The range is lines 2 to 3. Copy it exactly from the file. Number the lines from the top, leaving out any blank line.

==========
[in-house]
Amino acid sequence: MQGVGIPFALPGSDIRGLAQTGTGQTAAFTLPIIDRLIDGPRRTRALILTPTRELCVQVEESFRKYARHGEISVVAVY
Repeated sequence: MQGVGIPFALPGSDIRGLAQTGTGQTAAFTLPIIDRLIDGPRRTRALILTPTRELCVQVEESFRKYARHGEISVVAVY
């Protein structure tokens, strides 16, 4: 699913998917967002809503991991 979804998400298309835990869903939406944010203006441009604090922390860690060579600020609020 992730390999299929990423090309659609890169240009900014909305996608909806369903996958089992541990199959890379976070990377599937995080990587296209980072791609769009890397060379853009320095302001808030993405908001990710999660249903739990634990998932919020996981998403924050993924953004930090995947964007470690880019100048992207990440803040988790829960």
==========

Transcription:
Amino acid sequence: MQGVGIPFALPGSDIRGLAQTGTGQTAAFTLPIIDRLIDGPRRTRALILTPTRELCVQVEESFRKYARHGEISVVAVY
Repeated sequence: MQGVGIPFALPGSDIRGLAQTGTGQTAAFTLPIIDRLIDGPRRTRALILTPTRELCVQVEESFRKYARHGEISVVAVY